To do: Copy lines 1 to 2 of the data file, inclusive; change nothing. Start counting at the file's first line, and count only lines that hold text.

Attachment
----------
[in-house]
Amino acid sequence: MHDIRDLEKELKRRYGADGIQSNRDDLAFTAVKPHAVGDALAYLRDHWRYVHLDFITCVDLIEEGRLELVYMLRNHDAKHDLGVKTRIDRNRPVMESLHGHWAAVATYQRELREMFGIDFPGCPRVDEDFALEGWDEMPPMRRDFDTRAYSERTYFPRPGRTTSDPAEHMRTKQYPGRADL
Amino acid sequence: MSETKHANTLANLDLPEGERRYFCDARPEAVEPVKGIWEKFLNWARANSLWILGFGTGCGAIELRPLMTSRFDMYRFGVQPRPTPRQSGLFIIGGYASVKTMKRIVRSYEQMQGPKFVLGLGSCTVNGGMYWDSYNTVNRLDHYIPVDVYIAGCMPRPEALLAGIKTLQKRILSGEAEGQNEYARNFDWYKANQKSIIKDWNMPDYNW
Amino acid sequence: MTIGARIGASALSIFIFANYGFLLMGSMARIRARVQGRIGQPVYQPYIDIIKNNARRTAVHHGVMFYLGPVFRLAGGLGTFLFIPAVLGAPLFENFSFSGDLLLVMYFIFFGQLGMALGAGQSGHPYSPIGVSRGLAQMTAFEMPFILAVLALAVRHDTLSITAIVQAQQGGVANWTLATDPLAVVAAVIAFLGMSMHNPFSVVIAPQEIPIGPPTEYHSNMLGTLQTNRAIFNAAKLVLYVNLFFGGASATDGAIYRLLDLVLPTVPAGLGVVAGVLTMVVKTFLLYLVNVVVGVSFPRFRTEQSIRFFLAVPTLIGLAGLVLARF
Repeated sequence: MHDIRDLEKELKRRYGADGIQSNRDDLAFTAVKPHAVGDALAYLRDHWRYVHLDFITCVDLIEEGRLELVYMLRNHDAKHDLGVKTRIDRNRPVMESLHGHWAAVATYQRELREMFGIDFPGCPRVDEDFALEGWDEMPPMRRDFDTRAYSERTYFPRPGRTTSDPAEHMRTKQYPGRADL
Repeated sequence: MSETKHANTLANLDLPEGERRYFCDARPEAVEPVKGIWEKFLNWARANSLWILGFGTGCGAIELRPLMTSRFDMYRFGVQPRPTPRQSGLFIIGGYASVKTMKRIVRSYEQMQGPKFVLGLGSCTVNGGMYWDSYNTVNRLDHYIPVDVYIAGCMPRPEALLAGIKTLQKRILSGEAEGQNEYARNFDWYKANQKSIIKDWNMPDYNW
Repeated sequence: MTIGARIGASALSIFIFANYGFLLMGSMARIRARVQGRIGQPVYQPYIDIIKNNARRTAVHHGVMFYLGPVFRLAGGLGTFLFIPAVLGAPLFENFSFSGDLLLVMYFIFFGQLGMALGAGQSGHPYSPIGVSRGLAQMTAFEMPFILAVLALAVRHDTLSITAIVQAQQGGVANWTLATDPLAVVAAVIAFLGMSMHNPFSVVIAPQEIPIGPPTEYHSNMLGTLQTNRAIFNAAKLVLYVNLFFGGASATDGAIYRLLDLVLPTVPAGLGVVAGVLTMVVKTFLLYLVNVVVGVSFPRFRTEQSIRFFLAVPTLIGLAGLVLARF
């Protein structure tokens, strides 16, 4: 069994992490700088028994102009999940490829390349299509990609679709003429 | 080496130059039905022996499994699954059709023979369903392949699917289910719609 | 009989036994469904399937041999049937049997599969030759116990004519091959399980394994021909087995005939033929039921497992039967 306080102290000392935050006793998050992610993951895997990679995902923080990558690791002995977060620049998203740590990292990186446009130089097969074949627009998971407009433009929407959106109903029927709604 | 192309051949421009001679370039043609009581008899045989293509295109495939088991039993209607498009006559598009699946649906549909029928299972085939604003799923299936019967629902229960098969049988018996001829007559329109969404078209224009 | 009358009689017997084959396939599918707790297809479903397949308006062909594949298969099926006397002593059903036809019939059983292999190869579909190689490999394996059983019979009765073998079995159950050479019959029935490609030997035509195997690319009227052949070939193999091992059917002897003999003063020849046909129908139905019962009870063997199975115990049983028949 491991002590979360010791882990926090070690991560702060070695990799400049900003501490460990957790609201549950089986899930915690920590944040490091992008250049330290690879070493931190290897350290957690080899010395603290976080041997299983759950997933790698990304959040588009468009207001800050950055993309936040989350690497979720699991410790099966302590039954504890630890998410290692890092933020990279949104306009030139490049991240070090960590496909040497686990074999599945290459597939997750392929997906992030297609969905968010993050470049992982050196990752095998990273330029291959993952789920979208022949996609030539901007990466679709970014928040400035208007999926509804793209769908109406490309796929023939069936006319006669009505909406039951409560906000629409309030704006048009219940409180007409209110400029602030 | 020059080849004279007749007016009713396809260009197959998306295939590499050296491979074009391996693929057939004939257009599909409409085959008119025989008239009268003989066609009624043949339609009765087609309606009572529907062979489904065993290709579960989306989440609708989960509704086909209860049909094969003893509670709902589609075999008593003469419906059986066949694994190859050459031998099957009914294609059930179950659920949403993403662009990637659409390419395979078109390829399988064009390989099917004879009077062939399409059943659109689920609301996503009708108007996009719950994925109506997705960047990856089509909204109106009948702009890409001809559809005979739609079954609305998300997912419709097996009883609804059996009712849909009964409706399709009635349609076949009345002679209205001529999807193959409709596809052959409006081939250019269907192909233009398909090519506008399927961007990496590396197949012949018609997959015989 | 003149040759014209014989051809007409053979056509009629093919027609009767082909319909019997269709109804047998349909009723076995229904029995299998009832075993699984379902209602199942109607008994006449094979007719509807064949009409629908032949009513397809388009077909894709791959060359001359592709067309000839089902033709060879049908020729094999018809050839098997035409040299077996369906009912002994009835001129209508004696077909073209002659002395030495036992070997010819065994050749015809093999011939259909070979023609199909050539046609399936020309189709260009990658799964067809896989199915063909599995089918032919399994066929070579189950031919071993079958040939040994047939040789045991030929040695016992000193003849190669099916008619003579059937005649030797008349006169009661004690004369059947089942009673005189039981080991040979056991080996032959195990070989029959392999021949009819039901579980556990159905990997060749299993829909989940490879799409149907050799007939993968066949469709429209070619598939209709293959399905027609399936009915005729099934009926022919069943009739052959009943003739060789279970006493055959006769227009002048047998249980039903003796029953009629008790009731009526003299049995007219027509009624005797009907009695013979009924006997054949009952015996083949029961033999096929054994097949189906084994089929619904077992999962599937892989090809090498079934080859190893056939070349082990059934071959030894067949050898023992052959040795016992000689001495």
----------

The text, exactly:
[in-house]
Amino acid sequence: MHDIRDLEKELKRRYGADGIQSNRDDLAFTAVKPHAVGDALAYLRDHWRYVHLDFITCVDLIEEGRLELVYMLRNHDAKHDLGVKTRIDRNRPVMESLHGHWAAVATYQRELREMFGIDFPGCPRVDEDFALEGWDEMPPMRRDFDTRAYSERTYFPRPGRTTSDPAEHMRTKQYPGRADL